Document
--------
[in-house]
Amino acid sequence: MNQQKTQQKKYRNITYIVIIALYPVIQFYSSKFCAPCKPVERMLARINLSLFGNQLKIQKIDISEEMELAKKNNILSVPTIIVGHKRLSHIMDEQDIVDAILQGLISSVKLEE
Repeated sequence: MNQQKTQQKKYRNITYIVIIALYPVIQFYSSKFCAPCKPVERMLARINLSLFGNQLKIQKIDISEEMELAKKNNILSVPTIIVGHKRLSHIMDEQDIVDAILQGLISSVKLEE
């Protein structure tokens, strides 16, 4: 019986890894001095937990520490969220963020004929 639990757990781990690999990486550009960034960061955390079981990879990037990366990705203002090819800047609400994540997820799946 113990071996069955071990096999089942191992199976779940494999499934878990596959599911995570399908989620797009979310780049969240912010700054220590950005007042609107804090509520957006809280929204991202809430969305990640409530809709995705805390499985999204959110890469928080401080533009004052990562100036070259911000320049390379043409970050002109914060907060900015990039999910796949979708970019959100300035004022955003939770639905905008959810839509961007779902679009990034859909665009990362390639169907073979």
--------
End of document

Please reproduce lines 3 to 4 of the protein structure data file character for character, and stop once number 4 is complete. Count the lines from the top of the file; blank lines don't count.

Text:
Repeated sequence: MNQQKTQQKKYRNITYIVIIALYPVIQFYSSKFCAPCKPVERMLARINLSLFGNQLKIQKIDISEEMELAKKNNILSVPTIIVGHKRLSHIMDEQDIVDAILQGLISSVKLEE
């Protein structure tokens, strides 16, 4: 019986890894001095937990520490969220963020004929 639990757990781990690999990486550009960034960061955390079981990879990037990366990705203002090819800047609400994540997820799946 113990071996069955071990096999089942191992199976779940494999499934878990596959599911995570399908989620797009979310780049969240912010700054220590950005007042609107804090509520957006809280929204991202809430969305990640409530809709995705805390499985999204959110890469928080401080533009004052990562100036070259911000320049390379043409970050002109914060907060900015990039999910796949979708970019959100300035004022955003939770639905905008959810839509961007779902679009990034859909665009990362390639169907073979």